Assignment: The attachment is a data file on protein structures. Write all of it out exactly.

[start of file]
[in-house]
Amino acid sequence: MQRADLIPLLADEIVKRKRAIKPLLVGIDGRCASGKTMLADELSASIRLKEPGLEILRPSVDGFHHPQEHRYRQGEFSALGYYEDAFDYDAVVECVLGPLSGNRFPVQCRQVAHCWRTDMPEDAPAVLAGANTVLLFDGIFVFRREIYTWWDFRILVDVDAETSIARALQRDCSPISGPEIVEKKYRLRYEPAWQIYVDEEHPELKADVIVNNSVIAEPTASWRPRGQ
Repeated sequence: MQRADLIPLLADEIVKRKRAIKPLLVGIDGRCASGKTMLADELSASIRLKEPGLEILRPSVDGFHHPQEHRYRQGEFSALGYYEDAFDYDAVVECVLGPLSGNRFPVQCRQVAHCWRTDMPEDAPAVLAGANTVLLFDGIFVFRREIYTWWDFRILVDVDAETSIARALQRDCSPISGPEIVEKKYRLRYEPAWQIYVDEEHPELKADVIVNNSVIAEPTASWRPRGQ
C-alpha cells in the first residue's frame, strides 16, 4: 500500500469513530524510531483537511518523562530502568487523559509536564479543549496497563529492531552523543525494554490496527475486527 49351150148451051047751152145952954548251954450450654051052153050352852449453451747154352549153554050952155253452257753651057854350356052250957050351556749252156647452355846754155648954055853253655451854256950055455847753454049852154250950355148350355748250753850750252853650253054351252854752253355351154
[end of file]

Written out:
[in-house]
Amino acid sequence: MQRADLIPLLADEIVKRKRAIKPLLVGIDGRCASGKTMLADELSASIRLKEPGLEILRPSVDGFHHPQEHRYRQGEFSALGYYEDAFDYDAVVECVLGPLSGNRFPVQCRQVAHCWRTDMPEDAPAVLAGANTVLLFDGIFVFRREIYTWWDFRILVDVDAETSIARALQRDCSPISGPEIVEKKYRLRYEPAWQIYVDEEHPELKADVIVNNSVIAEPTASWRPRGQ
Repeated sequence: MQRADLIPLLADEIVKRKRAIKPLLVGIDGRCASGKTMLADELSASIRLKEPGLEILRPSVDGFHHPQEHRYRQGEFSALGYYEDAFDYDAVVECVLGPLSGNRFPVQCRQVAHCWRTDMPEDAPAVLAGANTVLLFDGIFVFRREIYTWWDFRILVDVDAETSIARALQRDCSPISGPEIVEKKYRLRYEPAWQIYVDEEHPELKADVIVNNSVIAEPTASWRPRGQ
C-alpha cells in the first residue's frame, strides 16, 4: 500500500469513530524510531483537511518523562530502568487523559509536564479543549496497563529492531552523543525494554490496527475486527 49351150148451051047751152145952954548251954450450654051052153050352852449453451747154352549153554050952155253452257753651057854350356052250957050351556749252156647452355846754155648954055853253655451854256950055455847753454049852154250950355148350355748250753850750252853650253054351252854752253355351154